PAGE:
Darren Clarke Looks Back at his 2011 Open Win

You don’t win the Open Championship by accident. It has to be your week—your time. For Darren Clarke, that time came in 2011 at Royal St. George’s, which hosts the Open for a 15th time in 2021.

Clarke’s immensely popular win there seemed like it was destined to happen. A native of Northern Ireland, Clarke had grown up playing links courses and always enjoyed competing on them.

“My affinity with links courses through Royal Portrush and all the great courses I played in Ireland growing up meant that anytime we had a tournament coming up on a links I’d be looking forward to it,” says Clarke.

His form had been good going into the Open that year. Clarke had won the European Tour event in Mallorca a few weeks prior and had a good showing in the Scottish Open at Castle Stuart the week before. He was striking the ball well, but his putting wasn’t sharp. Enter Dr. Bob Rotella.

“I’d spent a lot of time with Bob over the years and we met up on the Wednesday before the tournament. He got me doing a couple of drills and sort of got me out of my own way—putting with a lob wedge, just making the ball roll, and stuff like that. Sometimes you need to just get back to hitting it and having a little bit of fun, and that’s what Doc managed to get me to do.”

Clarke kicked off the week with a solid 68, which left him just three shots off the first-day lead. Another 68 earned him a tie for first place with Lucas Glover after the second round. He took the lead outright in the third with a 69 that could have been several strokes better if his putting had been as sterling as his ball striking. That placed him one shot ahead of Dustin Johnson, with whom he’d be paired on the Sunday.

The weather on Sunday may have played into Clarke’s hands. Rain came and went, forcing players to adjust to the swirling conditions and change in and out of their waterproofs on practically every other hole.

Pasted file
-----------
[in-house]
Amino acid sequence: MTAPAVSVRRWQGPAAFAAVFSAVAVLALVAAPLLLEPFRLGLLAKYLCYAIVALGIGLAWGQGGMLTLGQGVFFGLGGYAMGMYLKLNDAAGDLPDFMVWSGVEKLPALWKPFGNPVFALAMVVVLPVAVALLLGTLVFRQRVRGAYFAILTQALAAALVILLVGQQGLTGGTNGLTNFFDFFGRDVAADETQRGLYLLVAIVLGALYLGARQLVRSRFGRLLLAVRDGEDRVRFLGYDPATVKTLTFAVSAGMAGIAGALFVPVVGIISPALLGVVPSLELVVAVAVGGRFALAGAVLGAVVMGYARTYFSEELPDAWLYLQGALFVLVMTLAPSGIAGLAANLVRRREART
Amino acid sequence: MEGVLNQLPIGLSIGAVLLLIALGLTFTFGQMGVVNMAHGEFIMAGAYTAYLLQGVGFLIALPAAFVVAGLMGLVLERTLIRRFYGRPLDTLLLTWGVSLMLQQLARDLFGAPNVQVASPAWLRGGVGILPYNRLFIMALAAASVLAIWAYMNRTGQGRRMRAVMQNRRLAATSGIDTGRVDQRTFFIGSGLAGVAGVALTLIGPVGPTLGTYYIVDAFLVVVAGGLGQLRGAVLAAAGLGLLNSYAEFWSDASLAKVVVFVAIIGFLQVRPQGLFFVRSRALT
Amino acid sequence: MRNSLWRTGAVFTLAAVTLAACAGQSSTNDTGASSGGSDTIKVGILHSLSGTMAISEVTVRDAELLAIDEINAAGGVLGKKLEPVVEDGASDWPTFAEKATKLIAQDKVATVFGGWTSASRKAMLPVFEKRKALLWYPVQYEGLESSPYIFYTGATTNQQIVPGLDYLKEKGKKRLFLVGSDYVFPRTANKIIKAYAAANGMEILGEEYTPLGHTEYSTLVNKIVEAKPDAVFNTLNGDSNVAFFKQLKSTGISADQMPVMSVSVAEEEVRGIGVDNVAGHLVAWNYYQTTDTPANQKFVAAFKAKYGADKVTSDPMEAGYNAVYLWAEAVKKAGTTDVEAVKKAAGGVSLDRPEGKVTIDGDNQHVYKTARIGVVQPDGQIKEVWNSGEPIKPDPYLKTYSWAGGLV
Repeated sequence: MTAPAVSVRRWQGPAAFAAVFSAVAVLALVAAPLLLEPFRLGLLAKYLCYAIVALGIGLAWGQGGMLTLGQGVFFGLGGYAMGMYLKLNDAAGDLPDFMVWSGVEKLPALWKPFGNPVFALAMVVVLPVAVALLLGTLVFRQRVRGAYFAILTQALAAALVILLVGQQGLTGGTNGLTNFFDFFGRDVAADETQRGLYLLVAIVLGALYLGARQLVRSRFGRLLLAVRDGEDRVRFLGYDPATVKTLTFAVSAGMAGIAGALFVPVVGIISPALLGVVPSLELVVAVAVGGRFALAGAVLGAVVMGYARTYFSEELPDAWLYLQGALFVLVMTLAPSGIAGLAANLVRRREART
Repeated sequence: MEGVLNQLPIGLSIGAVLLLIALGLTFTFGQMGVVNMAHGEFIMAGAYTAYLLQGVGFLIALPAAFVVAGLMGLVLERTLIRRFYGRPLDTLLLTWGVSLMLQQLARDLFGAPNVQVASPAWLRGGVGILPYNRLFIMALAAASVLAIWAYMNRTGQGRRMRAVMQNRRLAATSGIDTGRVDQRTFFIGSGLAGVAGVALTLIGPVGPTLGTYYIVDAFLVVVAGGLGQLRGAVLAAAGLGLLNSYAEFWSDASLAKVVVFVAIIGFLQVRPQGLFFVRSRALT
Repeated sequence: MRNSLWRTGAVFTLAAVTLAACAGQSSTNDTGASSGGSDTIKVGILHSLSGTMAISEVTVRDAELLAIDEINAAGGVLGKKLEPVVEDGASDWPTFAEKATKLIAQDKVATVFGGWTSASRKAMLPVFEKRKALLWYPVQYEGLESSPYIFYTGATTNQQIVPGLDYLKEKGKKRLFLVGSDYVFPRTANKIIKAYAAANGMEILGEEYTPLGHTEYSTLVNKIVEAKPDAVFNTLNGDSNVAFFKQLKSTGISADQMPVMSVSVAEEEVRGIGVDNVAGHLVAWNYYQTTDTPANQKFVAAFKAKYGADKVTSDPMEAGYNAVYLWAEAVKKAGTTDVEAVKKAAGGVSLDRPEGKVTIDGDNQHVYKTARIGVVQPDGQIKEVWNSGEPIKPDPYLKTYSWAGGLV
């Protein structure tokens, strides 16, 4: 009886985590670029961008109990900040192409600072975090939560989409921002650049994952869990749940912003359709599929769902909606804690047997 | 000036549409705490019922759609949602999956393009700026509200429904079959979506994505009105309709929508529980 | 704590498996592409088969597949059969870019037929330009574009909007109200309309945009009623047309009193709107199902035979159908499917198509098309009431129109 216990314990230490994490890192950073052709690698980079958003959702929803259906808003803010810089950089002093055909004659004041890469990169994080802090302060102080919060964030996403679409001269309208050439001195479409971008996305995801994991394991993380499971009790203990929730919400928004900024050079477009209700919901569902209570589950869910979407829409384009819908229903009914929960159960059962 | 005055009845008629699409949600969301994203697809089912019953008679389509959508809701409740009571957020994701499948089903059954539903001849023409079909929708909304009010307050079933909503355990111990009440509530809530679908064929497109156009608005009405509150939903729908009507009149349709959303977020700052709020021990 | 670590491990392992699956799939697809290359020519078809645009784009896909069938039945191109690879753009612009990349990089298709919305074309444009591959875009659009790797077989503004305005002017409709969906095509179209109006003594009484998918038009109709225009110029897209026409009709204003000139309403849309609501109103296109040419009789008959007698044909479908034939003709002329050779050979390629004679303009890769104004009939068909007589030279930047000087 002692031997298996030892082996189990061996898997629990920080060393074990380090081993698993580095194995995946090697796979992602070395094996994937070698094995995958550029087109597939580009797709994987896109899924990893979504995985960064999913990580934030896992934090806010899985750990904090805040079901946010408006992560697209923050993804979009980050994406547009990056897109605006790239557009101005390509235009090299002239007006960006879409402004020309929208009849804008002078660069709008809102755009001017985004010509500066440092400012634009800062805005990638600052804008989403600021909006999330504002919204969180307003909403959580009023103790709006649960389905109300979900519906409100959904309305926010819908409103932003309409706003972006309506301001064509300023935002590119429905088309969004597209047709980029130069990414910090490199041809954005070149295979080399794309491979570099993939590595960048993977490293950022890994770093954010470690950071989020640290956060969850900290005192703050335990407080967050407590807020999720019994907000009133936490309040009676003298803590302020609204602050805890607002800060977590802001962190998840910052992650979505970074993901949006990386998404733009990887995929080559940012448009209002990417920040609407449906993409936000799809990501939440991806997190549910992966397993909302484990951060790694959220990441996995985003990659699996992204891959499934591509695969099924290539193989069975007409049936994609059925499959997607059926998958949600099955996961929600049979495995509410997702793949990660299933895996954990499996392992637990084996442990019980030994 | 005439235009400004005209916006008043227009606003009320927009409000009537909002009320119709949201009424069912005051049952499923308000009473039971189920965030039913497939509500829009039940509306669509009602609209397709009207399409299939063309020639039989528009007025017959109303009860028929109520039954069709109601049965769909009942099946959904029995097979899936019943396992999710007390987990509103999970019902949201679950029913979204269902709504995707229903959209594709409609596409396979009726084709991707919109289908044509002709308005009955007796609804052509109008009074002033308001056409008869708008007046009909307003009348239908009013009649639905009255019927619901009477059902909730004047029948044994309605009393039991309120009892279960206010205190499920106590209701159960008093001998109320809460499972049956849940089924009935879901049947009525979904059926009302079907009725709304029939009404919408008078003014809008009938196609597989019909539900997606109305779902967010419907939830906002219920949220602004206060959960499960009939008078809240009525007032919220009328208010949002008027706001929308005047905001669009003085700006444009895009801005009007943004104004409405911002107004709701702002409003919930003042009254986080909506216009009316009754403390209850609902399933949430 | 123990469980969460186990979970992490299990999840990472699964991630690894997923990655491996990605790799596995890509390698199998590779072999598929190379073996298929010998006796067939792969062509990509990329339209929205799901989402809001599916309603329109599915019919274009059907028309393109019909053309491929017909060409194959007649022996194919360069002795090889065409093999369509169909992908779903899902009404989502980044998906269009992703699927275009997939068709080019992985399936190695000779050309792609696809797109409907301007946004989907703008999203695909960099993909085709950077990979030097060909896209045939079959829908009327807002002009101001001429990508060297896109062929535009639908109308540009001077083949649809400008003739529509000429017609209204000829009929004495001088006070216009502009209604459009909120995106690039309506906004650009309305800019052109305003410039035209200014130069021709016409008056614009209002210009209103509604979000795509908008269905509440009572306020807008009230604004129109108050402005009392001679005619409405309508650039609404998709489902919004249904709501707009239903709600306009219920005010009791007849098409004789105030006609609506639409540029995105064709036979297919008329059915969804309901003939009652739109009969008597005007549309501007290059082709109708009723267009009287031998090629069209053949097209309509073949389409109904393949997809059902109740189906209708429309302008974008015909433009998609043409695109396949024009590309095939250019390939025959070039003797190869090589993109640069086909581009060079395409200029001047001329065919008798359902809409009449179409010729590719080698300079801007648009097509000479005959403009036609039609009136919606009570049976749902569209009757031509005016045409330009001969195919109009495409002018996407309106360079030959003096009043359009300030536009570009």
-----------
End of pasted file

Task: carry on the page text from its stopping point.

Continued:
darren clarke
(Photo by Ross Kinnaird/Getty Images)

“I grew up playing in that type of weather, so it certainly wasn’t a hindrance to me. It’s part and parcel of what playing links golf is. You’ve got to accept the weather. You’ve got to accept strong winds. You’ve got to use the ground. You’ve got to chip a 5-iron 150 yards instead of hitting it 220 yards.”

Clarke started the final round strong, making a clutch par-saving putt at the 1st. Birdie at the 2nd gave him a two-shot lead. A bogey at the 4th followed, but he eagled the 7th to regain a two-stroke lead, now over Phil Mickelson, who had also eagled 7. Mickelson would later falter as the weather grew more challenging, while a pair of second-nine birdies drew Johnson back within two of Clarke’s lead. But when Johnson flared one O.B. on the 14th hole, that lead ballooned to four shots. Clarke didn’t know it, though—he never looked at a leaderboard until he walked off the 16th green.

“One of the things Dr. Bob will tell you is you should never get ahead of yourself. You should never think, well, this hole is coming up, or that hole is coming up. But after I looked at the scoreboard and knew I was three or four clear, and then after I hit the shot into 18 and it was obviously on the green, I thought, oh, this is okay. I’ve got the tournament that I always wanted to win from a kid.”

In victory, Clarke acknowledged the role of the raucously supportive fans in attendance. And he reveled in the experience of becoming 2011’s Champion Golfer of the Year.

“Coming off the 18th green, Alison [Clarke’s wife] and my parents were there behind the green, and I’d gotten to achieve one of my lifelong dreams. A lot of people in the world don’t get to achieve their lifelong dreams, so I felt very fortunate. My name is on the Claret Jug now for eternity.”

darren clarke
(Photo by Stuart Franklin/Getty Images)

Following the ensuing award ceremony, there was just one thing left to do: celebrate—which is something Darren Clarke has a plus-10 handicap in. Between the time of his win and a press conference scheduled for the following morning at 9 a.m., he managed to grab precisely zero minutes of sleep.

“We all had a lot of fun,” Clarke says. “It was a great group of around 100 people, and we were all celebrating, taking the odd drop of alcohol, and kept on going until about 3 o’clock in the morning. Then we went over to the house we were staying in, and Alison and I went out to the back garden and had a couple more drinks. Then it got to about six, and I’ve got to speak to the press at nine. It’s too late to try and go get some sleep so I wandered into the kitchen and discovered a bottle of vodka and 10 tins of Red Bull. I thought, in my infinite wisdom, I’d have a few of those. It didn’t make me any more lucid, but at least it kept me awake.”